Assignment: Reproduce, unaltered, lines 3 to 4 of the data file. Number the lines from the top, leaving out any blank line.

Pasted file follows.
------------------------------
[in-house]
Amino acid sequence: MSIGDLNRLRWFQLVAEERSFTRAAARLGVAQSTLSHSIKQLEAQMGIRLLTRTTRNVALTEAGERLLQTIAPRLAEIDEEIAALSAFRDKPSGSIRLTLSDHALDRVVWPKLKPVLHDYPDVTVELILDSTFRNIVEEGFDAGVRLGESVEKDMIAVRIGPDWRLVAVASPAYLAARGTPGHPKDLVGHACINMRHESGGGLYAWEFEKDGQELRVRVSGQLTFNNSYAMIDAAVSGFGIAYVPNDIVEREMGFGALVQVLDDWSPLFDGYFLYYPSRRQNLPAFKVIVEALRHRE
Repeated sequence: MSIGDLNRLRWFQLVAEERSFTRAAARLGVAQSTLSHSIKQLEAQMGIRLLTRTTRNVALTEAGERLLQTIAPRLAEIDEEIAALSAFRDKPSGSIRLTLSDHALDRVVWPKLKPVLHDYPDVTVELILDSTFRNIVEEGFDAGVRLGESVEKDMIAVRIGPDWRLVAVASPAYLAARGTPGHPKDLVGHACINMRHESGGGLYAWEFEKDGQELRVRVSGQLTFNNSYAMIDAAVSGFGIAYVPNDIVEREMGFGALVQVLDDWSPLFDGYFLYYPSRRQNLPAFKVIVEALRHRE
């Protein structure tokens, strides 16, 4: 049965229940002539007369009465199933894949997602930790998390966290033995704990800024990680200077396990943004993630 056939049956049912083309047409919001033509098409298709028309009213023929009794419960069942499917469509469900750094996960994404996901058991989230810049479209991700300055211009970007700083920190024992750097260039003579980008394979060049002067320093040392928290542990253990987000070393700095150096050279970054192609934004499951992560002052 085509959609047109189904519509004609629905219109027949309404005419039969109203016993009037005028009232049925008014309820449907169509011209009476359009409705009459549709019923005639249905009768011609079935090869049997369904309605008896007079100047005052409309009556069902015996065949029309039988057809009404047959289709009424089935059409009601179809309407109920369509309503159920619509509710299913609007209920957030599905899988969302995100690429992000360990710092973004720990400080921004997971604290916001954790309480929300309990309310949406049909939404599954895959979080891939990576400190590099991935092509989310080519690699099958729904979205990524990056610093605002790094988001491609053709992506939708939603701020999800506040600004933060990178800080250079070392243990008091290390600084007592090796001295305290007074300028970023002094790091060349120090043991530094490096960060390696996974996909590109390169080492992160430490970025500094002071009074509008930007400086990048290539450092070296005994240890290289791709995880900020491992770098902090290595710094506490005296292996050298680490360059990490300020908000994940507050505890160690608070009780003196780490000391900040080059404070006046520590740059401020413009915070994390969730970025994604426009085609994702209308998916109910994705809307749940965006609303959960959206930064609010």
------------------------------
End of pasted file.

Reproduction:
Repeated sequence: MSIGDLNRLRWFQLVAEERSFTRAAARLGVAQSTLSHSIKQLEAQMGIRLLTRTTRNVALTEAGERLLQTIAPRLAEIDEEIAALSAFRDKPSGSIRLTLSDHALDRVVWPKLKPVLHDYPDVTVELILDSTFRNIVEEGFDAGVRLGESVEKDMIAVRIGPDWRLVAVASPAYLAARGTPGHPKDLVGHACINMRHESGGGLYAWEFEKDGQELRVRVSGQLTFNNSYAMIDAAVSGFGIAYVPNDIVEREMGFGALVQVLDDWSPLFDGYFLYYPSRRQNLPAFKVIVEALRHRE
């Protein structure tokens, strides 16, 4: 049965229940002539007369009465199933894949997602930790998390966290033995704990800024990680200077396990943004993630 056939049956049912083309047409919001033509098409298709028309009213023929009794419960069942499917469509469900750094996960994404996901058991989230810049479209991700300055211009970007700083920190024992750097260039003579980008394979060049002067320093040392928290542990253990987000070393700095150096050279970054192609934004499951992560002052 085509959609047109189904519509004609629905219109027949309404005419039969109203016993009037005028009232049925008014309820449907169509011209009476359009409705009459549709019923005639249905009768011609079935090869049997369904309605008896007079100047005052409309009556069902015996065949029309039988057809009404047959289709009424089935059409009601179809309407109920369509309503159920619509509710299913609007209920957030599905899988969302995100690429992000360990710092973004720990400080921004997971604290916001954790309480929300309990309310949406049909939404599954895959979080891939990576400190590099991935092509989310080519690699099958729904979205990524990056610093605002790094988001491609053709992506939708939603701020999800506040600004933060990178800080250079070392243990008091290390600084007592090796001295305290007074300028970023002094790091060349120090043991530094490096960060390696996974996909590109390169080492992160430490970025500094002071009074509008930007400086990048290539450092070296005994240890290289791709995880900020491992770098902090290595710094506490005296292996050298680490360059990490300020908000994940507050505890160690608070009780003196780490000391900040080059404070006046520590740059401020413009915070994390969730970025994604426009085609994702209308998916109910994705809307749940965006609303959960959206930064609010």